Enter your mobile number or email address below and we'll send you a link to download the free Kindle App. Then you can start reading Kindle books on your smartphone, tablet, or computer - no Kindle device required.
To get the free app, enter your email address or mobile phone number.
|New from||Used from|
Bleak House is a satirical look at the Byzantine legal system in London as it consumes the minds and talents of the greedy and nearly destroys the lives of innocents--a contemporary tale indeed. Dickens's tale takes us from the foggy dank streets of London and the maze of the Inns of Court to the peaceful countryside of England. Likewise, the characters run from murderous villains to virtuous girls, from a devoted lover to a "fallen woman," all of whom are affected by a legal suit in which there will, of course, be no winner. The first-person narrative related by the orphan Esther is particularly sweet. The articulate reading by the acclaimed British actor Paul Scofield, whose distinctive broad English accent lends just the right degree of sonority and humor to the text, brings out the color in this classic social commentary disguised as a Victorian drama. However, to abridge Dickens is, well, a Dickensian task, the results of which make for a story in which the author's convoluted plot lines and twists of fate play out in what seems to be a fast-forward format. Listeners must pay close attention in order to keep up with the multiple narratives and cast of curious characters, including the memorable Inspector Bucket and Mr. Guppy. Fortunately, the publisher provides a partial list of characters on the inside jacket. (Running time: 3 hours; 2 cassettes) --This text refers to an out of print or unavailable edition of this title.
Bleak House is such a natural for audio that it comes as no surprise to read in Peter Ackroyd's biography of Dickens that he himself read it aloud to Wilkie Collins and his own family. No matter how good he was as a readerAand he did go on to present public readings regularly after thisADickens could not have performed better than Robert Whitfield does here. With a motley cast of characters to challenge the skill of any narrator, his brilliant dramatizations range from a homeless street urchin to an arrogant barrister, from a canny old windbag to a high-minded heroine who deserves the happy ending Dickens affords her. Whitfield is also as persuasive as the indignant voice of the author himself, attacking both the injustice of the law and the cruel indifference of society. This may be one of the most Dickensian novels Dickens ever wrote. Highly recommended.AJo Carr, Sarasota, FL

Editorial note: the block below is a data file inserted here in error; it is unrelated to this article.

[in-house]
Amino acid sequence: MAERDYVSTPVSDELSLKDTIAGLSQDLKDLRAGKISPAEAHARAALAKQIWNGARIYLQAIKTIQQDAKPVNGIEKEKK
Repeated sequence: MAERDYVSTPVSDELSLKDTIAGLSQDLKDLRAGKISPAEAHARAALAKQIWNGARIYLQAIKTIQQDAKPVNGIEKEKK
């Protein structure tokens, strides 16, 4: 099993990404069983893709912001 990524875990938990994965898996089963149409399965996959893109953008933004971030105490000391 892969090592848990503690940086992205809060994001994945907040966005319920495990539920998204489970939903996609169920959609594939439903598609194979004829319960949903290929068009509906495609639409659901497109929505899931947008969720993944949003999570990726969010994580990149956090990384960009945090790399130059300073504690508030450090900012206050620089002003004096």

Copyright 1999 Reed Business Information, Inc. --This text refers to an out of print or unavailable edition of this title.
What can be said about "Bleak House"? Try not to become attached to characters, because they just might die. Read morePublished 3 days ago by CupCakeMartian
The intertwining stories of Esther and of Lady Dedlock reign in Bleak House, but surrounding them is a cornucopia of characters from all walks of life, giving the reader a powerful... Read morePublished 5 days ago by Theia111
In this classic novel Charles Dickens established irrevocably in the language of English literature the image of a London enshrouded in thick fog. Read morePublished 12 days ago by AYJ
If you're looking for the simplicity of Hemingway - don't look here! Dickens is a master of complex plots with many twists, and complex, strange characters. Read morePublished 1 month ago by Stefani Manning
My HS daughter was forced to read this archaic mess. I read a lot of Dickens when I was in HS a loooooong time ago and it was terrible and dated back then... Move on. Read morePublished 1 month ago by Pete Beauchamp
I think this may be the first Dickens book I have read besides Christmas Carol. I didn't realize it was 1,000 pages when I bought it. Read morePublished 1 month ago by John Oconnor
Dickens had the gift of delving into the various characters of humanity. Like a developing flower, expressing joys and tragedy, this book may be perhaps verbose for some, but it... Read morePublished 1 month ago by Susan Douglass